October 24, 2007


In Max Lager's American Grill in downtown Atlanta, Georgia you might find two couples playing a game of darts. Let's call it Team Tex vs. Team Bama. Team Tex has two sturdy throwers, consistently hitting the board; however not hitting anything that counts towards a win. Team Bama has one leg-flinging thrower with good aim and one petite fast-ball thrower, nicknamed "Nolan" by the end of the game. Nolan's throws are less often hitting the board, but when they do, man, they are dead on.

Bull's Eye

What It Means: The center of a target. A direct hit.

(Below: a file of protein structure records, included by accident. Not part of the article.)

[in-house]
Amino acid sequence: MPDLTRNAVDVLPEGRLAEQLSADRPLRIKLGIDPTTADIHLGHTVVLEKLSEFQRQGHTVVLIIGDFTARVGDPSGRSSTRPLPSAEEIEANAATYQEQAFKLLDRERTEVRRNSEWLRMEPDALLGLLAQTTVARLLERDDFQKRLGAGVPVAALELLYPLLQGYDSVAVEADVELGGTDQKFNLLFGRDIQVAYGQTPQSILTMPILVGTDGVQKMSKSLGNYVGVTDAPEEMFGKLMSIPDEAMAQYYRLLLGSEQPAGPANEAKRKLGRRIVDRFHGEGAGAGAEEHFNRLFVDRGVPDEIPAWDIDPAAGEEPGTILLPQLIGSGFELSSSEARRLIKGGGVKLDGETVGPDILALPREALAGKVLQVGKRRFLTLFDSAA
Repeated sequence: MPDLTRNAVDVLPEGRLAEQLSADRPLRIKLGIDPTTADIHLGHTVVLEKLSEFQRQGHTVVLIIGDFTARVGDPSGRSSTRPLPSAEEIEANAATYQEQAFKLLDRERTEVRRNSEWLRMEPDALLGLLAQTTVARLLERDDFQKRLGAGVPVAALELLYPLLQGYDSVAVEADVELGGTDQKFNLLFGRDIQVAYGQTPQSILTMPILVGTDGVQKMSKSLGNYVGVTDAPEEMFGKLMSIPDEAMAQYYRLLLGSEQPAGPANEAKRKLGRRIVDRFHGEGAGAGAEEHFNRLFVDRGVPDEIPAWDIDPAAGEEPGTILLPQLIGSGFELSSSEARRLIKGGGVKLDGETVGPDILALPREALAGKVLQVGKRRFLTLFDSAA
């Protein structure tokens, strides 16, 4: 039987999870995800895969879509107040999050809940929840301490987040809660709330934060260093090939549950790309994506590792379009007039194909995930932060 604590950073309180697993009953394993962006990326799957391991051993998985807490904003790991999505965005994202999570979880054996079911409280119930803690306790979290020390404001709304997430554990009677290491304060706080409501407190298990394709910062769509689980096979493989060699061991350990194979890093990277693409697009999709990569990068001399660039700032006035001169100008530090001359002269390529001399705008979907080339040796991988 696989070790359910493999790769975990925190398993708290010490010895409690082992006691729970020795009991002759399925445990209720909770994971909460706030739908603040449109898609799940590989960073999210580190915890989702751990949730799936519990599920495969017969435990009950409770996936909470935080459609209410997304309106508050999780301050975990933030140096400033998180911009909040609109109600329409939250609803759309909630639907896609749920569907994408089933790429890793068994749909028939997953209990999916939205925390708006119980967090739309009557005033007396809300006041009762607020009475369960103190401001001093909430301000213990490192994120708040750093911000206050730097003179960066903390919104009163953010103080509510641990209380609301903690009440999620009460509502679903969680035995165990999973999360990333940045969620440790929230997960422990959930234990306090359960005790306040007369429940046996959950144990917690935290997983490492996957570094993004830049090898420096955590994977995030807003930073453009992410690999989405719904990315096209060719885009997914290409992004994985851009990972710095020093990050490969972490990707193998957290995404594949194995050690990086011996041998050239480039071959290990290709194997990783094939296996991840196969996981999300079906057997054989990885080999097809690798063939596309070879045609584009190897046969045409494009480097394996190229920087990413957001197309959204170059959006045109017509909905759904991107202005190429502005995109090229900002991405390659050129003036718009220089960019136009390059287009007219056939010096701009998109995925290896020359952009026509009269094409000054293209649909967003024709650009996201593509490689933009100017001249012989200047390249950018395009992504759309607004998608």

Where I Heard It: "Double Bull's Eye! That's game!"
- C. Robertson

Why We Say It: Until it was outlawed in 1835, bull baiting was a major national sport of England. Always, some put their money on the dogs, while others preferred the bull. Just as present-day racing enthusiasts often put their money on a horse's nose, British sports were prone to put a crown on the bull's eye.

Since the coin equivalent to five shillings was roughly the size of an eye on which it was wagered, it took the same name. Targets developed for marksmen came to include a central black spot about the size of a shilling. Using the sportsman's label to designate the coin-size spot, the center of any target became it's bull's eye.

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